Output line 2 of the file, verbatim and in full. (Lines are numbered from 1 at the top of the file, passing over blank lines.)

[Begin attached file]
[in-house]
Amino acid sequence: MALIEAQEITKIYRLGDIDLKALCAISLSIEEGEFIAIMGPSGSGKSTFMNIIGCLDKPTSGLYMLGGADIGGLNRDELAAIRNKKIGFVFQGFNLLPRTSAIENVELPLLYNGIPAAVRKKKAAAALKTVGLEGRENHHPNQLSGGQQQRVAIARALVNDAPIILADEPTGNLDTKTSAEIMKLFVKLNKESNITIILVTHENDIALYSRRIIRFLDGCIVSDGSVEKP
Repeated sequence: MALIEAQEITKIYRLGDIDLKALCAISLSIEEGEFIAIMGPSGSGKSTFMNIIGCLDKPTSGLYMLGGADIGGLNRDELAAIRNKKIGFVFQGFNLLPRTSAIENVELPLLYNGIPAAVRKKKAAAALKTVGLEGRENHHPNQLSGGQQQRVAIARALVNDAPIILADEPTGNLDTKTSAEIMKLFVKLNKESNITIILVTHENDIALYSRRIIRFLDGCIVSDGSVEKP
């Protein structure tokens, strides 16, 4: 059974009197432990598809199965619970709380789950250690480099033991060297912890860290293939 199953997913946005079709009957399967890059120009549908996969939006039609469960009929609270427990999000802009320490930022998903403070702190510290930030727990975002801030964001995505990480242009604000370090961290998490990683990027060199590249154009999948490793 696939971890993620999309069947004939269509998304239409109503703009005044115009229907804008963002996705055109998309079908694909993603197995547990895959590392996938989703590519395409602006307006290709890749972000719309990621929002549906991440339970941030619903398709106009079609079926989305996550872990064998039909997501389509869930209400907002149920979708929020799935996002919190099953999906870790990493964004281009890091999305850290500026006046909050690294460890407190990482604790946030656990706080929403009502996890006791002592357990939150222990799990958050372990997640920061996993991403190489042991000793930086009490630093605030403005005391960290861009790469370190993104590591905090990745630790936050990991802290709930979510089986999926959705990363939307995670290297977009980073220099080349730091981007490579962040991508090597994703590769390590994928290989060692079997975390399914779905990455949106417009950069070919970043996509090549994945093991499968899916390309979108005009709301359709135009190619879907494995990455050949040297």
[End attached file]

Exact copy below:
Amino acid sequence: MALIEAQEITKIYRLGDIDLKALCAISLSIEEGEFIAIMGPSGSGKSTFMNIIGCLDKPTSGLYMLGGADIGGLNRDELAAIRNKKIGFVFQGFNLLPRTSAIENVELPLLYNGIPAAVRKKKAAAALKTVGLEGRENHHPNQLSGGQQQRVAIARALVNDAPIILADEPTGNLDTKTSAEIMKLFVKLNKESNITIILVTHENDIALYSRRIIRFLDGCIVSDGSVEKP